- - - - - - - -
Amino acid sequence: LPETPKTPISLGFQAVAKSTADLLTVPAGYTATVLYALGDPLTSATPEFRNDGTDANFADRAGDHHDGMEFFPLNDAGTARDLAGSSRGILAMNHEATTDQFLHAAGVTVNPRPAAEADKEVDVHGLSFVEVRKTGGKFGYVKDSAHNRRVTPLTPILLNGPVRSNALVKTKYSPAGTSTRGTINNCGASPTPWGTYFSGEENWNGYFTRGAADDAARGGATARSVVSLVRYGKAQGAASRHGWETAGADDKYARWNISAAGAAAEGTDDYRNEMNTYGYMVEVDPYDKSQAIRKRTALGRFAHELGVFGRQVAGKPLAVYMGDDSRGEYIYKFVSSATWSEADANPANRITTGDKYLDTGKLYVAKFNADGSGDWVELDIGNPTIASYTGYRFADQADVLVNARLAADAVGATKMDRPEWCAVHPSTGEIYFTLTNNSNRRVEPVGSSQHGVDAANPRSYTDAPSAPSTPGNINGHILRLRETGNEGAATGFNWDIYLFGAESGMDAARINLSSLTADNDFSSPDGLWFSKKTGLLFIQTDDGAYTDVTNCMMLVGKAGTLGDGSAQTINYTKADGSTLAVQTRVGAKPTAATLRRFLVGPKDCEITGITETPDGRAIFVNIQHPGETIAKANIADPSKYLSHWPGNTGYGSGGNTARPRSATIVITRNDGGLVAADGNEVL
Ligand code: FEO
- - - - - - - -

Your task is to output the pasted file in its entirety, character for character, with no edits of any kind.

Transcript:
Amino acid sequence: LPETPKTPISLGFQAVAKSTADLLTVPAGYTATVLYALGDPLTSATPEFRNDGTDANFADRAGDHHDGMEFFPLNDAGTARDLAGSSRGILAMNHEATTDQFLHAAGVTVNPRPAAEADKEVDVHGLSFVEVRKTGGKFGYVKDSAHNRRVTPLTPILLNGPVRSNALVKTKYSPAGTSTRGTINNCGASPTPWGTYFSGEENWNGYFTRGAADDAARGGATARSVVSLVRYGKAQGAASRHGWETAGADDKYARWNISAAGAAAEGTDDYRNEMNTYGYMVEVDPYDKSQAIRKRTALGRFAHELGVFGRQVAGKPLAVYMGDDSRGEYIYKFVSSATWSEADANPANRITTGDKYLDTGKLYVAKFNADGSGDWVELDIGNPTIASYTGYRFADQADVLVNARLAADAVGATKMDRPEWCAVHPSTGEIYFTLTNNSNRRVEPVGSSQHGVDAANPRSYTDAPSAPSTPGNINGHILRLRETGNEGAATGFNWDIYLFGAESGMDAARINLSSLTADNDFSSPDGLWFSKKTGLLFIQTDDGAYTDVTNCMMLVGKAGTLGDGSAQTINYTKADGSTLAVQTRVGAKPTAATLRRFLVGPKDCEITGITETPDGRAIFVNIQHPGETIAKANIADPSKYLSHWPGNTGYGSGGNTARPRSATIVITRNDGGLVAADGNEVL
Ligand code: FEO